But before putting in the pegs I had to get the plug bonded into the parting board. Modeling clay was used. The board had a gap around the plug so some balsa shims were used to lock it into place carefully and in correct alignment. That took a couple of hours. Then on to rolling out little worms of modeling clay and forcing them into all the gap. The clay was left below surface. The idea is that once one side is made, the plug is pulled and sanded flush. Then the plug reinstalled and the second side made. That should give a very sharp parting line.
Now another coat of wax, or two or three, was applied. Gotta be well waxed.
I didn't have the correct wax on hand, so I improvised. I tested various waxes I had on hand and found one that seemed compatible with PVA. At least it tested out fine on Mylars.
Put some PVA in a plastic cup, wet out foam brush with water, make foamy mixture, and brush on. Well, it wet out the parting plane just fine but it wouldn't stay everywhere on the plug. I guess the wax didn't do as well over the polyurethane. I had to wipe it all off. Second try didn't work any better. So the parting plane is PVA'd but not the plug. Now I'm trusting in the wax, which usually is ok, but...
In go the pegs. On goes the brass tubes.
Tooling coat time. System 2000, plus some graphite, plus lots of cabosil. When I'm done, it is like toothpaste. Black toothpaste. I scoop it on, mash it around, and stipple it in with a stiff bristle brush. I think it was 722g of tooling coat total. That's epoxy, not counting additives. I made a fair dent in a large container of cabosil.
Flash it with a torch. This stuff is just too thick, so I flash it a little more. As I've been told, it gets a little strange if you hit it a second time with a torch. Then I pop some bubbles with a pin.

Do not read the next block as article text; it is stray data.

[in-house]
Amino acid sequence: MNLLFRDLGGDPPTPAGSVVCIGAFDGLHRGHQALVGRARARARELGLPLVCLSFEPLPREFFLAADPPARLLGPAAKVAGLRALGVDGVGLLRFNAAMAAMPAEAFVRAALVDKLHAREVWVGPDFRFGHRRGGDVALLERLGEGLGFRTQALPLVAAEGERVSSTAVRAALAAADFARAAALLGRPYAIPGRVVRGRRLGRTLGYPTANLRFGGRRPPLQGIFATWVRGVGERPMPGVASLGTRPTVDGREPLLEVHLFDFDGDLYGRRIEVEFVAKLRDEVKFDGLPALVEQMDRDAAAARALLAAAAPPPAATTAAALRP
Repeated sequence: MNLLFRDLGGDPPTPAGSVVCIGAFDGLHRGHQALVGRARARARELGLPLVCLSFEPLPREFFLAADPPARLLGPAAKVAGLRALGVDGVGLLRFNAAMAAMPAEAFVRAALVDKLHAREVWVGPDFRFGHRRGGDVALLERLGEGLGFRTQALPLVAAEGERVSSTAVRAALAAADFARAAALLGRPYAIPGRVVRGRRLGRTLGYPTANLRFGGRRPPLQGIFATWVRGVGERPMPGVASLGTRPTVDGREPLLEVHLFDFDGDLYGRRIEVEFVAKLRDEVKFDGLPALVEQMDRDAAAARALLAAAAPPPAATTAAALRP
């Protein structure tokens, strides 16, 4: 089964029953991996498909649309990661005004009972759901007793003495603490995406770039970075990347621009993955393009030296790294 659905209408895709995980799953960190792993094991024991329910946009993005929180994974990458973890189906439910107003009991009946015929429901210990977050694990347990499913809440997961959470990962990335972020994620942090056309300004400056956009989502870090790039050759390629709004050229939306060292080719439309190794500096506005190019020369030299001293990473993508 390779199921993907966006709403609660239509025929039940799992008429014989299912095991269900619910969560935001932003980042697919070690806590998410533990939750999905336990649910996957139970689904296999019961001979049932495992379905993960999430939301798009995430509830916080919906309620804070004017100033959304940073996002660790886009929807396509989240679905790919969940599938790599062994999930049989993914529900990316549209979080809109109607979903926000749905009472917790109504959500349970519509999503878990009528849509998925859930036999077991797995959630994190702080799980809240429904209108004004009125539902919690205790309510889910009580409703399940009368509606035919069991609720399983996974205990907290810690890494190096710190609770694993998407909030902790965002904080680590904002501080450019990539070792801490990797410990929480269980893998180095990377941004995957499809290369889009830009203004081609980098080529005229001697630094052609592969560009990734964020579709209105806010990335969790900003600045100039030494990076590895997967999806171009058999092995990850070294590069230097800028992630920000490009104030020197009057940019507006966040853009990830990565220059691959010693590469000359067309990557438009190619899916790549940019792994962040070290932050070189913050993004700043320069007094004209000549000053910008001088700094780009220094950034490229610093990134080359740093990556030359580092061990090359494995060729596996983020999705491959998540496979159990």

Actually I think toothpaste probably flows better than this splooge.
Give it enough hours, and hit it with a second tooling coat. But that is after putting the sides on the mold. I just used sheets of plastic lined insulating foam, sprayed liberally with 3M77. A little tape on the corners just to make sure.
Now it is serious fill time. The fill is sand. Lots of sand, with some epoxy. Think mortar for bricklaying. Or thicker.
But about that sand. You want washed dried sand. After sufficient searching, and advice from Gavin, I found washed sand. Obviously washed, as it was still wet. Good sandcastle material.
My friend Alan works as a tech ed teacher - and has a kiln. Somehow he was foolish enough to volunteer to dry 50# of sand... It took him a week I think. But it is super dry!
So make up epoxy in 381g batches, mix in sand until you can't mix in any more, then trowel it into place. I used a stick to sort of beat it into submission, and to level the top. I put in one layer at about an inch thickness, waited a few hours, then put on the rest. I was quite tired of mixing this stuff by the time it was done.